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Glyphosate Applications, Glyphosate Resistant Corn, and Tillage on Nitrification Rates and Distribution of Nitrifying Microbial Communities

Michael Jenkins, Martin Locke, Krishna Reddy, Daniel S. McChesney, R. Steinriede
Soil Science Society of America journal 2017 v.81 no.6 pp. 1371-1380
Archaea, Zea mays, ammonium nitrogen, conventional tillage, corn, genes, glyphosate, glyphosate resistance, microbial communities, nitrification, reduced tillage, regression analysis, rhizosphere, roots, soil nutrients, soil properties, soil treatment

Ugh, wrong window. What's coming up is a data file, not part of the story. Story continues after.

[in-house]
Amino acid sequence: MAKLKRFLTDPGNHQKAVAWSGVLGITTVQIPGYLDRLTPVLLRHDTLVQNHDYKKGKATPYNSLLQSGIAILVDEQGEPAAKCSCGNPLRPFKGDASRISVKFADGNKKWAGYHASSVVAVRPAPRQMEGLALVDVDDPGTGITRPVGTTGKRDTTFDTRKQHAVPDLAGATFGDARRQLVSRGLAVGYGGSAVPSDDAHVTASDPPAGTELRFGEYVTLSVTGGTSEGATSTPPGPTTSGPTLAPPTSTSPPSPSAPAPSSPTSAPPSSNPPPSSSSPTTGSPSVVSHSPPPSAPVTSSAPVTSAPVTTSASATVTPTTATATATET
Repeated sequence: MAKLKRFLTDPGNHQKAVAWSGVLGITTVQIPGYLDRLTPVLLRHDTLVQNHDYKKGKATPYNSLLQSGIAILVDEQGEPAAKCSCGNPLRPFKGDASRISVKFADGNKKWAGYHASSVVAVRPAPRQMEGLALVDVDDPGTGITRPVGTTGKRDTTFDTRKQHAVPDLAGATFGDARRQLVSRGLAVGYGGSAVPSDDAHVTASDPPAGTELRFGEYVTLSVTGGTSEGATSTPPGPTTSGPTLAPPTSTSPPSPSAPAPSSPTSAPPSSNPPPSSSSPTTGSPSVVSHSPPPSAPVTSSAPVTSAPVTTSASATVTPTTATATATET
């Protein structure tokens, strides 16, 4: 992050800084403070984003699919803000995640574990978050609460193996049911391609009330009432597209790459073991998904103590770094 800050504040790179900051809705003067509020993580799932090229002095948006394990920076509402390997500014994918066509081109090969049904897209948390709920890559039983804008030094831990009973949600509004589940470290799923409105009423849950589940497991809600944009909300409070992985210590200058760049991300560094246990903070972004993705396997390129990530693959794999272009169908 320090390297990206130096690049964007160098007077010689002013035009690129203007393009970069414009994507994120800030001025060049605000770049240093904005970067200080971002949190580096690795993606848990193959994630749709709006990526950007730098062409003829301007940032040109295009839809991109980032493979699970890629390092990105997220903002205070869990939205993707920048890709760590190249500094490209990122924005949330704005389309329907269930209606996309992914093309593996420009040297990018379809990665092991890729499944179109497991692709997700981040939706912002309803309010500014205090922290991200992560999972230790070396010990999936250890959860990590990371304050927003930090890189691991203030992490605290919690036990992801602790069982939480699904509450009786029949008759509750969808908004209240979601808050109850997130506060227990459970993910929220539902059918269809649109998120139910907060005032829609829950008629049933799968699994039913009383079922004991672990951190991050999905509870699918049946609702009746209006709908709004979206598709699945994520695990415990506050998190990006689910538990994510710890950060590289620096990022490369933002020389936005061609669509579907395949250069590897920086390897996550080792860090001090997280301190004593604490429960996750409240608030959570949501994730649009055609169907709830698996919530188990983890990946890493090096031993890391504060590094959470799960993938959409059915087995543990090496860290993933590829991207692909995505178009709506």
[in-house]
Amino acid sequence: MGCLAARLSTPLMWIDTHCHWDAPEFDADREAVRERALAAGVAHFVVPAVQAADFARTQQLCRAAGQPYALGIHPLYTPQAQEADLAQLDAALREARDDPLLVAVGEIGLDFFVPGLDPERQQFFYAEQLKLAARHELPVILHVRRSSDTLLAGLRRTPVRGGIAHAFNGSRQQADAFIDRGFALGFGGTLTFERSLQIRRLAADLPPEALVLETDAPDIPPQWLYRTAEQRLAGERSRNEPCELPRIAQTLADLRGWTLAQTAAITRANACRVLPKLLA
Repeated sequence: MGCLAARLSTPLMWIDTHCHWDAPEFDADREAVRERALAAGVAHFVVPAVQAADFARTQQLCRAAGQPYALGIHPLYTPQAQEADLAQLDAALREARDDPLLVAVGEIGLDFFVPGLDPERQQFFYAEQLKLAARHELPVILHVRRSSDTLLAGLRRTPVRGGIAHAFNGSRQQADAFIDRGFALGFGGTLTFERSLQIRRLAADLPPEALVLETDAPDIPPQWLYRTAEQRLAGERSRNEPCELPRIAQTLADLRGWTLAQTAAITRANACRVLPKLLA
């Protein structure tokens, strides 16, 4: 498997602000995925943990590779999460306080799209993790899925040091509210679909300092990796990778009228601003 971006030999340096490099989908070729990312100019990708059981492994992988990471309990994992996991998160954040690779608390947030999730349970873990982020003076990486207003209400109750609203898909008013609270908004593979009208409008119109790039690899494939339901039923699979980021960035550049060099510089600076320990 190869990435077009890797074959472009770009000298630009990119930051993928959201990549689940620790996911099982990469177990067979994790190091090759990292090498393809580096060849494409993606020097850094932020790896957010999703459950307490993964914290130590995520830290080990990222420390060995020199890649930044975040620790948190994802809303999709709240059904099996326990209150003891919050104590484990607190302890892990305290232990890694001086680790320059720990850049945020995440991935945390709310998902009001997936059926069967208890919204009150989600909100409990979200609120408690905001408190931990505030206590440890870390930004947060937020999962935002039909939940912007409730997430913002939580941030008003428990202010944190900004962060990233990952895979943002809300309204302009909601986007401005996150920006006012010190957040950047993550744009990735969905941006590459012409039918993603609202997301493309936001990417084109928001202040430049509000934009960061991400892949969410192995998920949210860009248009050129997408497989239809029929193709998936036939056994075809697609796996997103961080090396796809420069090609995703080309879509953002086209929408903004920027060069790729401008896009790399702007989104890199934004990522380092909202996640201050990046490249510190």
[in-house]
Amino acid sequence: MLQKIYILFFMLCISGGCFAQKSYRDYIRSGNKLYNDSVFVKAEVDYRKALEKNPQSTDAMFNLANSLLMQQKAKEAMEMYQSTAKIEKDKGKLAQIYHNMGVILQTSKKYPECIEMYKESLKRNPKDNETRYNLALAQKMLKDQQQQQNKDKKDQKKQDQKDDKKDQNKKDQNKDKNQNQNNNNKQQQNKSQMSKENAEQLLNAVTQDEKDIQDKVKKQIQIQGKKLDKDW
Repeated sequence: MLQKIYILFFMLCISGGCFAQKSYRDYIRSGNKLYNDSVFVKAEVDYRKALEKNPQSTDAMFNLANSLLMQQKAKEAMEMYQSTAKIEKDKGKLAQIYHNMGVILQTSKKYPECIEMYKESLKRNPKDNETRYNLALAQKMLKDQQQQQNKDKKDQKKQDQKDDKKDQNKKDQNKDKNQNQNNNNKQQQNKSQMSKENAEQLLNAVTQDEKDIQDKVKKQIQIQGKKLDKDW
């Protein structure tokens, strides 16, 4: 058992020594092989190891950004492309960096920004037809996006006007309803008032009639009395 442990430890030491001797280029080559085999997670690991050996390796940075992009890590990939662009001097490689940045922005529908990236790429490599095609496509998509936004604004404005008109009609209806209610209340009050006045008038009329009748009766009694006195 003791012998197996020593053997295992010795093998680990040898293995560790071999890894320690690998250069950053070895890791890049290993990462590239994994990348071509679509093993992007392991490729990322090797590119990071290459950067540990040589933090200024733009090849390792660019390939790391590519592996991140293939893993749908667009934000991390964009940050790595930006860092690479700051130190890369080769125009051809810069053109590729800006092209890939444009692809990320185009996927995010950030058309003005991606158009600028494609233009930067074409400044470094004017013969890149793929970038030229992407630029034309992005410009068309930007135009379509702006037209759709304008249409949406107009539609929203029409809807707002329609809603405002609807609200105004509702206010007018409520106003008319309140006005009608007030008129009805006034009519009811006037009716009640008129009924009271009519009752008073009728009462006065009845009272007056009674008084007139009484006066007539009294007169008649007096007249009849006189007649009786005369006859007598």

Core Ideas The herbicide glyphosate can affect nitrification rates. Archaeal nitrifiers were dominant in the rhizosphere. In bulk soil, bacterial and archaeal nitrifiers were evenly distributed. We tested the null hypothesis that nitrification and the distribution of archaeal and bacterial nitrifying communities would not be impacted by long‐term applications of the herbicide, glyphosate, to glyphosate‐resistant (GR) and non‐glyphosate‐resistant corn (nonGR) under conventional tillage (CT) and reduced tillage (RT) systems. Bulk and rhizosphere soil nitrification potential rates and quantification of amoA genes of archaeal (AOA) and bacterial (AOB) communities were undertaken. In 2013, the nitrification rate of nonGR corn with no glyphosate application treatment associated with bulk and rhizosphere soils under RT displayed greater (P < 0.05) nitrification rates than GR corn with glyphosate applications. In 2014, the nitrification rate of the rhizosphere soil under RT in GR corn with no glyphosate application treatment was greater (P < 0.05) than other rhizosphere soil treatments. Ratios between archaeal and bacterial amoA genes indicated distinct dominance of AOA communities in the rhizosphere soil. The ratios between AOA and AOB amoA genes in bulk soil were more balanced. Regression analyses indicated more significant correlations between nitrification potential determinations and bulk soil nutrients ratios, nutrient acquisition ratios, and microbial communities than between analogous rhizosphere soil characteristics. Compared to non‐glyphosate treatments, glyphosate applications appeared to disrupt rhizosphere nutrient, exoenzymatic, and microbial relationships. Glyphosate applications had an inconsistent inhibitory effect on the nitrification process. In contrast to bulk soil, rhizosphere soil nitrifying communities were most likely in competition with corn roots for ammonia‐N, and were thus dominated by more oligotrophic archaeal nitrifiers compared to bacterial nitrifiers.